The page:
I generally saw more intellectual growth and development in our graduate students than in our undergraduate students. The graduate students seemed better equipped to study and learn. They also had a higher appreciation of the value of the material covered in the course. I am now even more convinced that critical thinking and communication abilities are the most important skills that students get through the educational process. Critical thinking, writing, and speaking are fundamental. Developmental feedback is essential in helping students to progress. In this regard, I noticed that graduate students progressed much faster in the skill-development process than undergraduates. I think that undergraduate students are not as ready to be receptive to learning objectives and to the teaching and learning process. They take less responsibility for their learning outcomes. It is vital that instructors reinforce thinking, argumentation, logic, decision making, problem solving, writing, and speaking in courses. The importance of developing these skills cannot be overstated. I should mention that I perhaps had a skewed view of this process because I taught only with John and was only exposed to the approach taken by this one business professor. I have also had a chance to reflect on the fleeting nature of content. I worked hard preparing to teach these courses, becoming fully immersed in our texts and other supporting materials and preparing intensively for class. But the details and particular modes of presentation of the subject matter faded within a couple of months for me. I imagine the same is true for many of the students. The skills that were reinforced through the content are what endure for them and what they build upon in their careers and other endeavors.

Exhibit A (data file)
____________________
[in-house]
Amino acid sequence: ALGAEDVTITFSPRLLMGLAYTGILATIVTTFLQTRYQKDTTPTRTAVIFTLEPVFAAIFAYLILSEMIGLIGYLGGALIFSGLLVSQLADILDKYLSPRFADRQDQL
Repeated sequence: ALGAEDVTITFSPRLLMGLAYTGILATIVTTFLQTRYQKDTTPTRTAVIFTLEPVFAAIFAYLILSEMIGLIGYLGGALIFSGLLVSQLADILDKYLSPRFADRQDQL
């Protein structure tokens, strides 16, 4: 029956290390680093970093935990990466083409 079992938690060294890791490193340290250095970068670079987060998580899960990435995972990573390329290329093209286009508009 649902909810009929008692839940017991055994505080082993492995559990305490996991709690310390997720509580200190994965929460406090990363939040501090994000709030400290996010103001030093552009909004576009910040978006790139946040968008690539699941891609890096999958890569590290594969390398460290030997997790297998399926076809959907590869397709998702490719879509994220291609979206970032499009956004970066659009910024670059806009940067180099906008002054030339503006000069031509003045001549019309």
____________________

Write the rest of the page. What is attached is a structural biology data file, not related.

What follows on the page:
What I Learned about Faculty